As you can no doubt tell, I don't like the idea and never have. Long before I had any real notion of becoming a storyteller myself I was a dedicated participant on the reader side of the equation, and could never warm up to the concept that a reader will (or even could) temporarily cancel his disbelief mechanisms in order to be drawn into a story to the extent that he could care about characters and events that never happened and never will. It always seemed to miss the mark. But I couldn't pin down what was wrong with it until I stumbled across an essay from JRR Tolkien who posited the more apt idea that readers "create a secondary belief." And I knew instantly, in that unmistakable ping of epiphany, that this was right. This was the essential formula in a successful story, and the proof at last that Coleridge had gotten it wrong.
Why does this matter? Why is it more than just a semantic exercise?
Well, for one thing, the most important thing in fact, a suspension of disbelief, willing or otherwise, is a negation. It's passive. Not an act, but a lack of one. However the creation of secondary belief is active by definition. The partnership between writer and reader is a collaboration in which the reader participates actively and bears much, if not most, of the responsibility of creating the fictional world in which the stories take place. There's nothing passive about it. As one tiny example of the million things a reader will bring to any story: the writer may mention a city in which part of the action will take place, and maybe even describe some of the details, but it is up to the reader to create the fullness of that city in his imagination. Not being able to abide a blank canvas, he fills the streets with people and architecture and a nearly infinite number of details the writer can't fully describe for fear of bogging down the story beyond endurance.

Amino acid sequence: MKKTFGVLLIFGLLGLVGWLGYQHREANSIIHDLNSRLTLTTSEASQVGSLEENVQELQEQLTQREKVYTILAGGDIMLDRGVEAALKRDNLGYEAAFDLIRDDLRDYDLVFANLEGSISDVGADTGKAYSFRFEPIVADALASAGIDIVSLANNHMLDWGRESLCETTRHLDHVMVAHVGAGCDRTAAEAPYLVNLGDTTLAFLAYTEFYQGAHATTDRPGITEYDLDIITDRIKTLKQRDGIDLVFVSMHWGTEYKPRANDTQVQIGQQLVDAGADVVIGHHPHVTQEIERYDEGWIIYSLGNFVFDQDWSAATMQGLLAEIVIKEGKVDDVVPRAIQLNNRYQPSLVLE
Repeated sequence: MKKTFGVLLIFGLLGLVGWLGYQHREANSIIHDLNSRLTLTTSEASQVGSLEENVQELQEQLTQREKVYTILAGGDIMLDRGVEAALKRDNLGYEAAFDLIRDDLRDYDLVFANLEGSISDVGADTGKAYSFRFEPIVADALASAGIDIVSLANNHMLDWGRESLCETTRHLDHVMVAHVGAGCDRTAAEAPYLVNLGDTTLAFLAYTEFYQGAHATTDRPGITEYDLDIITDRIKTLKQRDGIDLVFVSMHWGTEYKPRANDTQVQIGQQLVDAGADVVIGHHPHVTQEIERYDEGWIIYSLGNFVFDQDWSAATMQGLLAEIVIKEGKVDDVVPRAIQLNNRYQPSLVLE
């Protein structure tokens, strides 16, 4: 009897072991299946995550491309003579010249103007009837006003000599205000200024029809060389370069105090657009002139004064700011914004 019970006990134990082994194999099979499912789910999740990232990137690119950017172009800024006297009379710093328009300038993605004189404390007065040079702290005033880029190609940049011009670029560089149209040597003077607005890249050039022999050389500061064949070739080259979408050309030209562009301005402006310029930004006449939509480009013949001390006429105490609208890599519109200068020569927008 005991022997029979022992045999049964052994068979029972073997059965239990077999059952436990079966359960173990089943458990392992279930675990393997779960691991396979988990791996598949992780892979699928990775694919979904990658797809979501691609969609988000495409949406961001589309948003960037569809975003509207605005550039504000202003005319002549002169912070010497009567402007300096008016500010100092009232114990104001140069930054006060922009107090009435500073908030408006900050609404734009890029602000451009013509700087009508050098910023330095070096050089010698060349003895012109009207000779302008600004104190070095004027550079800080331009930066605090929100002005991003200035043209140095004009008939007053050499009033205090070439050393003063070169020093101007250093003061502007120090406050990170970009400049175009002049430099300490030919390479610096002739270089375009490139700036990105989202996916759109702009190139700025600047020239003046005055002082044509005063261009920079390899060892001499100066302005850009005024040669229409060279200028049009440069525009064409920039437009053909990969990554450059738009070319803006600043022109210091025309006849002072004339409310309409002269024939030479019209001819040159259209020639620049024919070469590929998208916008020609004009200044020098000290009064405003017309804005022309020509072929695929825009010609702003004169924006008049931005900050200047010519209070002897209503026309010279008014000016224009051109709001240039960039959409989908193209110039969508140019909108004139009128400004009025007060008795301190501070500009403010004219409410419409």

Your readers don't sit at a remove and let the story happen to them. They don't suspend application of consistency, logic and accountability. They participate. They get to work on each page, paragraph, sentence, teaming up with you to create.
Any story in which the reader hasn't actively and enthusiastically participated in the creative process, every step of the way, is an unread story. There's no other option.
In part I mention this in order to get it on the record, to let my colleagues know, in our ongoing discussion about the craft, that anytime they mention the "willing suspension of disbelief," the conversation (whatever the specifics of the conversation might have been) will grind to a halt while we argue the point of suspension versus creation. And I'll win that debate, so why even try? Can we just agree now to suspend the idea of suspension?
Okay, I've been meaning to get to this rant for some time, but deadlines, holiday guests, and other things intervened, as things often will, until now it's become a New Year's Eve post. I suppose that obligates me to tie it in somehow with the new year. Easy enough: In the coming year I plan to write about thirty (or so) comic stories, a couple of short prose stories, and at least one new novel. And each of these stories will fly or fall depending on the willingness of many readers, most of whom I will never meet, to do most of the work, to help create the worlds, the characters, the histories and the events, and every other detail in each and every tale. I'll do what I can to make all that work enjoyable.
Also in the coming year I plan to read a lot of books, including just about everything written by the nine other writers sharing this space with me. In that role I will be a willing and active participant, rolling up my metaphorical sleeves, doing my part in our collaboration to get those stories told. I will not be at a safe remove, negating. Sorry, Mr. Coleridge, but you got it wrong.